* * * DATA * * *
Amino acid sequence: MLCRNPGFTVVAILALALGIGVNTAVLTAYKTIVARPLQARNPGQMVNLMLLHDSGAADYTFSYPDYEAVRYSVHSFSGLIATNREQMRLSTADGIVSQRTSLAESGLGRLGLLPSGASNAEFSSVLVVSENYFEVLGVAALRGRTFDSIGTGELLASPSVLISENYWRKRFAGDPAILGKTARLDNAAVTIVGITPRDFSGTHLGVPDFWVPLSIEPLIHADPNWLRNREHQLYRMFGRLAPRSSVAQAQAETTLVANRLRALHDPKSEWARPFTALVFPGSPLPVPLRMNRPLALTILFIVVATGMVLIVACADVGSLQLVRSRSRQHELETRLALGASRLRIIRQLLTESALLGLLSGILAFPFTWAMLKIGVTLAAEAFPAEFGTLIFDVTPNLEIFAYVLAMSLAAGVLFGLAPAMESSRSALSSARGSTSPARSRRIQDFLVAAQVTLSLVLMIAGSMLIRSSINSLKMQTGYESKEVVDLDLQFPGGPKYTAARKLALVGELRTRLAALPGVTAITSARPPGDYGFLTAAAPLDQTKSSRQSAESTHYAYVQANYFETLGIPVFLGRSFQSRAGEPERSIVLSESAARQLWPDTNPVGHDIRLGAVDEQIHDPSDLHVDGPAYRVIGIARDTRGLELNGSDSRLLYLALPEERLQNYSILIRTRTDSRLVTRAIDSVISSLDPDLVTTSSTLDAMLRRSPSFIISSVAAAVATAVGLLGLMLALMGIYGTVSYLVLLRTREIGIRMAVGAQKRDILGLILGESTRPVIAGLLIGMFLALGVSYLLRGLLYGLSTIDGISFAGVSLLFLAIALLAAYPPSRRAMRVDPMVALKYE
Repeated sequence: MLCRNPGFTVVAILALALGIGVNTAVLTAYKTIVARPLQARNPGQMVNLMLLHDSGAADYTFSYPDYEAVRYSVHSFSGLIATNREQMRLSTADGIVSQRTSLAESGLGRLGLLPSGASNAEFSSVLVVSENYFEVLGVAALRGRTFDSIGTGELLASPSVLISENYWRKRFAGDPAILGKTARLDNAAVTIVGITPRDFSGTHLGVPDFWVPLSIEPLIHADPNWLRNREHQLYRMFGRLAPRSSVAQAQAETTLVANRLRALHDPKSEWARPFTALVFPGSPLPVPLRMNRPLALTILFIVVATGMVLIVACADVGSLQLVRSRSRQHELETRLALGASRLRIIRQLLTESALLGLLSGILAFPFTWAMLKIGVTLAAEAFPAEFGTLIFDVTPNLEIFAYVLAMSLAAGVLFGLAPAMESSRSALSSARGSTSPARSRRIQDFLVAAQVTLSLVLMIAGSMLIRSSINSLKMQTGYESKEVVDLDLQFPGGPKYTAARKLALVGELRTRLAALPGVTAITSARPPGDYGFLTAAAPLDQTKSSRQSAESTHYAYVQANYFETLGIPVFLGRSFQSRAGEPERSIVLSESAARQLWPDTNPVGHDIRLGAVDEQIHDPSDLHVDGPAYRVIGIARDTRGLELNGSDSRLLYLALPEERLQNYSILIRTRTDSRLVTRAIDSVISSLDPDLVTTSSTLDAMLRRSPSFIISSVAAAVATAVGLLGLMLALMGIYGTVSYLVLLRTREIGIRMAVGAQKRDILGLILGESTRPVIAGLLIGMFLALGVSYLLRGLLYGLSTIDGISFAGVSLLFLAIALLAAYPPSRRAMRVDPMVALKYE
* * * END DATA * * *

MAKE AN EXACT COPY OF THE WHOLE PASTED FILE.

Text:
Amino acid sequence: MLCRNPGFTVVAILALALGIGVNTAVLTAYKTIVARPLQARNPGQMVNLMLLHDSGAADYTFSYPDYEAVRYSVHSFSGLIATNREQMRLSTADGIVSQRTSLAESGLGRLGLLPSGASNAEFSSVLVVSENYFEVLGVAALRGRTFDSIGTGELLASPSVLISENYWRKRFAGDPAILGKTARLDNAAVTIVGITPRDFSGTHLGVPDFWVPLSIEPLIHADPNWLRNREHQLYRMFGRLAPRSSVAQAQAETTLVANRLRALHDPKSEWARPFTALVFPGSPLPVPLRMNRPLALTILFIVVATGMVLIVACADVGSLQLVRSRSRQHELETRLALGASRLRIIRQLLTESALLGLLSGILAFPFTWAMLKIGVTLAAEAFPAEFGTLIFDVTPNLEIFAYVLAMSLAAGVLFGLAPAMESSRSALSSARGSTSPARSRRIQDFLVAAQVTLSLVLMIAGSMLIRSSINSLKMQTGYESKEVVDLDLQFPGGPKYTAARKLALVGELRTRLAALPGVTAITSARPPGDYGFLTAAAPLDQTKSSRQSAESTHYAYVQANYFETLGIPVFLGRSFQSRAGEPERSIVLSESAARQLWPDTNPVGHDIRLGAVDEQIHDPSDLHVDGPAYRVIGIARDTRGLELNGSDSRLLYLALPEERLQNYSILIRTRTDSRLVTRAIDSVISSLDPDLVTTSSTLDAMLRRSPSFIISSVAAAVATAVGLLGLMLALMGIYGTVSYLVLLRTREIGIRMAVGAQKRDILGLILGESTRPVIAGLLIGMFLALGVSYLLRGLLYGLSTIDGISFAGVSLLFLAIALLAAYPPSRRAMRVDPMVALKYE
Repeated sequence: MLCRNPGFTVVAILALALGIGVNTAVLTAYKTIVARPLQARNPGQMVNLMLLHDSGAADYTFSYPDYEAVRYSVHSFSGLIATNREQMRLSTADGIVSQRTSLAESGLGRLGLLPSGASNAEFSSVLVVSENYFEVLGVAALRGRTFDSIGTGELLASPSVLISENYWRKRFAGDPAILGKTARLDNAAVTIVGITPRDFSGTHLGVPDFWVPLSIEPLIHADPNWLRNREHQLYRMFGRLAPRSSVAQAQAETTLVANRLRALHDPKSEWARPFTALVFPGSPLPVPLRMNRPLALTILFIVVATGMVLIVACADVGSLQLVRSRSRQHELETRLALGASRLRIIRQLLTESALLGLLSGILAFPFTWAMLKIGVTLAAEAFPAEFGTLIFDVTPNLEIFAYVLAMSLAAGVLFGLAPAMESSRSALSSARGSTSPARSRRIQDFLVAAQVTLSLVLMIAGSMLIRSSINSLKMQTGYESKEVVDLDLQFPGGPKYTAARKLALVGELRTRLAALPGVTAITSARPPGDYGFLTAAAPLDQTKSSRQSAESTHYAYVQANYFETLGIPVFLGRSFQSRAGEPERSIVLSESAARQLWPDTNPVGHDIRLGAVDEQIHDPSDLHVDGPAYRVIGIARDTRGLELNGSDSRLLYLALPEERLQNYSILIRTRTDSRLVTRAIDSVISSLDPDLVTTSSTLDAMLRRSPSFIISSVAAAVATAVGLLGLMLALMGIYGTVSYLVLLRTREIGIRMAVGAQKRDILGLILGESTRPVIAGLLIGMFLALGVSYLLRGLLYGLSTIDGISFAGVSLLFLAIALLAAYPPSRRAMRVDPMVALKYE